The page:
CB Insights in an overview over subscription e-commerce, which sees the number of deals declining while the amount of funding is rising (meaning on average larger deals, in case you were confused there for a second):
Startups within the space have also experienced varying levels of success. Although Dollar Shave Club made waves with Unilevers acquisition for $1B in Q316, subscription e-commerce startup BeachMint, which raised over $73M from smart money investors such as Accel Partners and NEA, went out of business at the end of 2015. Another startup, well-funded TechStyle Fashion Group (formerly JustFab), has reportedly hired bankers to explore the possibility of a sale.
We used CB Insights data to determine whether investors are still buying in to the subscription e-commerce trend.
We define e-commerce subscription companies as startups delivering nonperishable goods to customers doors on a predetermined schedule. We also include companies in subscription e-commerce enablement (companies helping retailers to set up comprehensive subscription e-commerce platforms).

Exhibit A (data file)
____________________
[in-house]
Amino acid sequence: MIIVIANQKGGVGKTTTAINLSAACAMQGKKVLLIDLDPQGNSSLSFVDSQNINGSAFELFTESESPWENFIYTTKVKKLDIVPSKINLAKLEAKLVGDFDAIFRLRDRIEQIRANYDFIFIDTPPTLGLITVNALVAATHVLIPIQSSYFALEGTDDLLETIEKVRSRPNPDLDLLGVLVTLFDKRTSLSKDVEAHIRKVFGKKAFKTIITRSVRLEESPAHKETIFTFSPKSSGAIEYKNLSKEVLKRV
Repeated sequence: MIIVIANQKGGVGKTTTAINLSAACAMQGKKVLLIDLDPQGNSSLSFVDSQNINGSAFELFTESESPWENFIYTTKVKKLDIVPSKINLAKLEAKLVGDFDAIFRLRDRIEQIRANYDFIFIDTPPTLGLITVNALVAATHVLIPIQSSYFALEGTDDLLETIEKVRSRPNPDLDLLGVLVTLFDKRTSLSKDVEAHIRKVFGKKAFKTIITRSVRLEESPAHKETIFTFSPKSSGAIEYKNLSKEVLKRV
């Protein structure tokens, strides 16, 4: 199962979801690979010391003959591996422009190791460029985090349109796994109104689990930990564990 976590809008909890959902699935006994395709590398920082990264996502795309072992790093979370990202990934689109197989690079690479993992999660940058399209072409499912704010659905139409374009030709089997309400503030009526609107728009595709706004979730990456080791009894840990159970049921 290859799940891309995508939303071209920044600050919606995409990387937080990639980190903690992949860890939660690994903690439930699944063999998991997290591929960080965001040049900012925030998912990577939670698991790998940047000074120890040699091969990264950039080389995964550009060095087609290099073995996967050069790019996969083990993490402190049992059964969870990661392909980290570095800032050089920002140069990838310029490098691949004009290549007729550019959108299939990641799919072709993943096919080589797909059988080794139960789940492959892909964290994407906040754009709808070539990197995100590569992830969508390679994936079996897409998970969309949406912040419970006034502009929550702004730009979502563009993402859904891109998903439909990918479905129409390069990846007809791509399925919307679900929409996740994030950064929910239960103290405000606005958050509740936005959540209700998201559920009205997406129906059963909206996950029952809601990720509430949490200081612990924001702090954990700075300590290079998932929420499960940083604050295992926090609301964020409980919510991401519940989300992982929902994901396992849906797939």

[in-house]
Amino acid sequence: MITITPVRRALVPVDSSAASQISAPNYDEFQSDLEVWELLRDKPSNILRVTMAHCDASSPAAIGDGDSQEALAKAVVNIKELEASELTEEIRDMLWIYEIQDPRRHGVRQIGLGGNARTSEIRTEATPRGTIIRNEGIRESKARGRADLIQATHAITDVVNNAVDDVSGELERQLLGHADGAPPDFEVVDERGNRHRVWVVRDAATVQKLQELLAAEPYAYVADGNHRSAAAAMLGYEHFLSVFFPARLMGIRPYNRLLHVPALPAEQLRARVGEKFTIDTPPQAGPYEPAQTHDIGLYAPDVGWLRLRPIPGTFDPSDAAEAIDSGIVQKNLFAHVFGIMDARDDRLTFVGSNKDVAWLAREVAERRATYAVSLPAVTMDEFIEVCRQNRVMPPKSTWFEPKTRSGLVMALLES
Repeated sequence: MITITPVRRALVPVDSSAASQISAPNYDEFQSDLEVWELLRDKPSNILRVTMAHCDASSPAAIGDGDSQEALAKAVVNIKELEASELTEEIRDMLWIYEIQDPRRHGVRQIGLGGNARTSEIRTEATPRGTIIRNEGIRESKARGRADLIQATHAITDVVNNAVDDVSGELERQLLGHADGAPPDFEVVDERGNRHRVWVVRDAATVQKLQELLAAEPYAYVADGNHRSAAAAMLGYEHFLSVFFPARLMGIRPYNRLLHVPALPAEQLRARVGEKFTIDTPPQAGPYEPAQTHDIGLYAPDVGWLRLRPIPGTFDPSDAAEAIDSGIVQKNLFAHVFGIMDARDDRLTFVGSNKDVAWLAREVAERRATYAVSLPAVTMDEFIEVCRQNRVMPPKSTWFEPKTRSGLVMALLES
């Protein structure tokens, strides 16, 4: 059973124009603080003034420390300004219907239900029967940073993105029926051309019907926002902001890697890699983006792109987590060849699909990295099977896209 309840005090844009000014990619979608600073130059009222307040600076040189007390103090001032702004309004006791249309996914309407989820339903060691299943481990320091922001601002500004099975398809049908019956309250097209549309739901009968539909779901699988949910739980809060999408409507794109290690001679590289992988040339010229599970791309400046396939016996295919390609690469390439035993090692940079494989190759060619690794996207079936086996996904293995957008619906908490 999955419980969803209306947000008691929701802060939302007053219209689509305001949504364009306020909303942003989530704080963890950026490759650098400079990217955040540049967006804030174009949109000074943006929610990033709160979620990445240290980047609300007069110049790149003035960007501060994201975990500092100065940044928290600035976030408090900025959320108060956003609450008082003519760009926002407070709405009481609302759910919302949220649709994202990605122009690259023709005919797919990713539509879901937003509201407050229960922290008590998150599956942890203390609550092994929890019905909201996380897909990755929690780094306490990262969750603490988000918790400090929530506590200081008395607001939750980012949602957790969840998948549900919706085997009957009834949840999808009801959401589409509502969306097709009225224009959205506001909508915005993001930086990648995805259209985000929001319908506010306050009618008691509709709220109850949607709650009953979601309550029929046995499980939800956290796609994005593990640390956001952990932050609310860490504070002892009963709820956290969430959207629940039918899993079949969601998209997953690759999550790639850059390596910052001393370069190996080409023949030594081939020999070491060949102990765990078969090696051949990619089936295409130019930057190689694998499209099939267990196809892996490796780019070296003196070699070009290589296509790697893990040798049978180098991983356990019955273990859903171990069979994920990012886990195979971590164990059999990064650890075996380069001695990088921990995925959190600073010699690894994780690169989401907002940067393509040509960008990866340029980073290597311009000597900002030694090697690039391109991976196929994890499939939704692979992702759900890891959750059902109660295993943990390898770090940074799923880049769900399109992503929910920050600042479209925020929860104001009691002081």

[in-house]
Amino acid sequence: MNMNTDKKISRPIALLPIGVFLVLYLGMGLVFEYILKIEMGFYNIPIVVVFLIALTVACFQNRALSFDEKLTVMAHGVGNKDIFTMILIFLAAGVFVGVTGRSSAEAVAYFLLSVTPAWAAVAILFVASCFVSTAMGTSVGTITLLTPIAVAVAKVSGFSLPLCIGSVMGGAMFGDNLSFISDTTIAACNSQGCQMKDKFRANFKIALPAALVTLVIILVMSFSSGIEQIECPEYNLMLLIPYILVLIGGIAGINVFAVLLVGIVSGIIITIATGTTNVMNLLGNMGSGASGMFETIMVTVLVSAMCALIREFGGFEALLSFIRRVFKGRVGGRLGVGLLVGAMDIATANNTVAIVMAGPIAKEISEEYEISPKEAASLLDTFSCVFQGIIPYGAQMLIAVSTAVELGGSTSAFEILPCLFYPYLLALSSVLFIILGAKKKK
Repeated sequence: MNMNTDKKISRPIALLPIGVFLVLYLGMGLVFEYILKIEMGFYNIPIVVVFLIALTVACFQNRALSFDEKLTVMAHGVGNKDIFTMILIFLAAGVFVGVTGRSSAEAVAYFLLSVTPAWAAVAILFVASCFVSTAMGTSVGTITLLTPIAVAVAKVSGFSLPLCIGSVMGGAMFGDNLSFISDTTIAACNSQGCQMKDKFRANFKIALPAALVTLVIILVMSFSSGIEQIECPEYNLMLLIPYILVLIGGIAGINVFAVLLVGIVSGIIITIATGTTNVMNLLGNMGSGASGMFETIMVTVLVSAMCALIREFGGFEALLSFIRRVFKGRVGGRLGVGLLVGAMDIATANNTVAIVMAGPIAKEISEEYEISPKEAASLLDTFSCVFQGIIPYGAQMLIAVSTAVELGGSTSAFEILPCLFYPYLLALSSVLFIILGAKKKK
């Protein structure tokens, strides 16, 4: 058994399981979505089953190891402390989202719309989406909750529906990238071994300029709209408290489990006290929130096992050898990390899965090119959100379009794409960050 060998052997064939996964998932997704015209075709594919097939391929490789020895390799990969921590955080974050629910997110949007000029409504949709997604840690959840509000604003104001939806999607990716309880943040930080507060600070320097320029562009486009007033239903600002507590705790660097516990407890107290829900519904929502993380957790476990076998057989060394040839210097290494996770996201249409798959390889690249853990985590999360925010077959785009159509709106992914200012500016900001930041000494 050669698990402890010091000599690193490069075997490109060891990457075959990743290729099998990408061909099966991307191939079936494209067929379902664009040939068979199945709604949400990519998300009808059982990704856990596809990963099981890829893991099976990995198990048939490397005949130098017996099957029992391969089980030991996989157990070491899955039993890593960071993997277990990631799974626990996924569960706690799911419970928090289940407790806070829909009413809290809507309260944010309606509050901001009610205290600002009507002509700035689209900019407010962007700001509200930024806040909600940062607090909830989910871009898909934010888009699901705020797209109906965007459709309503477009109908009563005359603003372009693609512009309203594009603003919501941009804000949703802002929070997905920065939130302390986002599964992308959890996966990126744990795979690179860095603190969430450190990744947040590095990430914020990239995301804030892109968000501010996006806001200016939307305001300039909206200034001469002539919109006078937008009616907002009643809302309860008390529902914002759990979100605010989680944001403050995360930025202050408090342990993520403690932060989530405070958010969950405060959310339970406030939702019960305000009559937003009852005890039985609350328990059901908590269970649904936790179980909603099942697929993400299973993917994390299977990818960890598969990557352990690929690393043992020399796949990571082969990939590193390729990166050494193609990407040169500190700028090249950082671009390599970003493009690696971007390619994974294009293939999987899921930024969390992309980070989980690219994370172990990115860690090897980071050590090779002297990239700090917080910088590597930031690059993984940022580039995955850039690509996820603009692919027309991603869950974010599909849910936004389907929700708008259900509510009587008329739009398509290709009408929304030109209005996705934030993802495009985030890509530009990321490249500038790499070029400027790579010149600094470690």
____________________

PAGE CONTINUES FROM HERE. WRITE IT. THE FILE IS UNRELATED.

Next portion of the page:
More clearly are the yearly trends, showing a decline in deals but an increase in capital getting raised:
Subscription e-commerce startups attracted only 10 funding rounds in Q117, down from 16 in the prior quarter but up from 9 in Q3’16. Conversely, Q1’17 saw total dollars invested rise significantly to $82M. However, that’s still significantly lower than the quarterly record of $300M in total funding in Q3’15. The Q1’17 dollar funding increase was driven by a collection of notable deals including a $23M Series B round to Netherlands-based flower-subscription service Bloomon, a $20M Series C round to e-commerce subscription enablement platform OrderGroove, and a $17M Series A round to contact lens subscription service Hubble Contacts. Compare that to Q416, when the largest deal was a $7M round, also to Hubble.
By far the most interesting company of those mentioned above is OrderGroove. Founded in 2010, the company raised $27 million to date. (with $3 million of those being debt financing) So that Series C with its $20 million really stands out for the company. Among OrderGroove’s clients are Walmart, L’Oréal and Toys’R’us. I’m not sure OrderGroove has the chops to execute this, but there are quite a few things one can do at this level strategically. (It is certainly an interesting specialized shoptech case either way.)